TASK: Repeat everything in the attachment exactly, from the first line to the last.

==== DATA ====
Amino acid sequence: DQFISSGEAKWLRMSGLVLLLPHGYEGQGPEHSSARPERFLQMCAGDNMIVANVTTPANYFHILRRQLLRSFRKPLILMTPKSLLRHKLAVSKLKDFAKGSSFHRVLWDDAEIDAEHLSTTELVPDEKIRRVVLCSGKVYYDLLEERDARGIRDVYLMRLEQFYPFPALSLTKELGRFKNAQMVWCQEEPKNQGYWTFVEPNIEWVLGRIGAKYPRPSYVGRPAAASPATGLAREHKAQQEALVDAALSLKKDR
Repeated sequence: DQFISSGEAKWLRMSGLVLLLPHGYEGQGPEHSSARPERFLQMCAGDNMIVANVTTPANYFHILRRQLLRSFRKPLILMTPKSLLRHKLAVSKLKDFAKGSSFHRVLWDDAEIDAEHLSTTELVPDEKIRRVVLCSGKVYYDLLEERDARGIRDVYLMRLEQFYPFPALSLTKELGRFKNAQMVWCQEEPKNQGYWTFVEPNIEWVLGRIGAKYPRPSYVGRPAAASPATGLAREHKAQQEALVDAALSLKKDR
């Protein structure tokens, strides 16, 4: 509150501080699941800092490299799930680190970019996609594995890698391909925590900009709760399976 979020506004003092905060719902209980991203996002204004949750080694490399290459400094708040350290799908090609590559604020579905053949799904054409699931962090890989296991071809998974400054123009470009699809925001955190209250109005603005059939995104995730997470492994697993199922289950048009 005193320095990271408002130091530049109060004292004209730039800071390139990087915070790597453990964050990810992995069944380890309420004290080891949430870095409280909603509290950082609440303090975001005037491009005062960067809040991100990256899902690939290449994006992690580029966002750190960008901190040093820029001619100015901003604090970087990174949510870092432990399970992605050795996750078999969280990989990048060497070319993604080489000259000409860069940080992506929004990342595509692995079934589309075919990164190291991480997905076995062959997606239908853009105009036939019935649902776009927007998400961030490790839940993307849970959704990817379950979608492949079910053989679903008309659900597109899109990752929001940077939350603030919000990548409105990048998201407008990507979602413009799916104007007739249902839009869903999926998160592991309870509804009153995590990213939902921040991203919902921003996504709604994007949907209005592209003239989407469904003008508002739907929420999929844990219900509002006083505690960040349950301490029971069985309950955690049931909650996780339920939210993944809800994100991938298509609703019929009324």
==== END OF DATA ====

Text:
Amino acid sequence: DQFISSGEAKWLRMSGLVLLLPHGYEGQGPEHSSARPERFLQMCAGDNMIVANVTTPANYFHILRRQLLRSFRKPLILMTPKSLLRHKLAVSKLKDFAKGSSFHRVLWDDAEIDAEHLSTTELVPDEKIRRVVLCSGKVYYDLLEERDARGIRDVYLMRLEQFYPFPALSLTKELGRFKNAQMVWCQEEPKNQGYWTFVEPNIEWVLGRIGAKYPRPSYVGRPAAASPATGLAREHKAQQEALVDAALSLKKDR
Repeated sequence: DQFISSGEAKWLRMSGLVLLLPHGYEGQGPEHSSARPERFLQMCAGDNMIVANVTTPANYFHILRRQLLRSFRKPLILMTPKSLLRHKLAVSKLKDFAKGSSFHRVLWDDAEIDAEHLSTTELVPDEKIRRVVLCSGKVYYDLLEERDARGIRDVYLMRLEQFYPFPALSLTKELGRFKNAQMVWCQEEPKNQGYWTFVEPNIEWVLGRIGAKYPRPSYVGRPAAASPATGLAREHKAQQEALVDAALSLKKDR
């Protein structure tokens, strides 16, 4: 509150501080699941800092490299799930680190970019996609594995890698391909925590900009709760399976 979020506004003092905060719902209980991203996002204004949750080694490399290459400094708040350290799908090609590559604020579905053949799904054409699931962090890989296991071809998974400054123009470009699809925001955190209250109005603005059939995104995730997470492994697993199922289950048009 005193320095990271408002130091530049109060004292004209730039800071390139990087915070790597453990964050990810992995069944380890309420004290080891949430870095409280909603509290950082609440303090975001005037491009005062960067809040991100990256899902690939290449994006992690580029966002750190960008901190040093820029001619100015901003604090970087990174949510870092432990399970992605050795996750078999969280990989990048060497070319993604080489000259000409860069940080992506929004990342595509692995079934589309075919990164190291991480997905076995062959997606239908853009105009036939019935649902776009927007998400961030490790839940993307849970959704990817379950979608492949079910053989679903008309659900597109899109990752929001940077939350603030919000990548409105990048998201407008990507979602413009799916104007007739249902839009869903999926998160592991309870509804009153995590990213939902921040991203919902921003996504709604994007949907209005592209003239989407469904003008508002739907929420999929844990219900509002006083505690960040349950301490029971069985309950955690049931909650996780339920939210993944809800994100991938298509609703019929009324």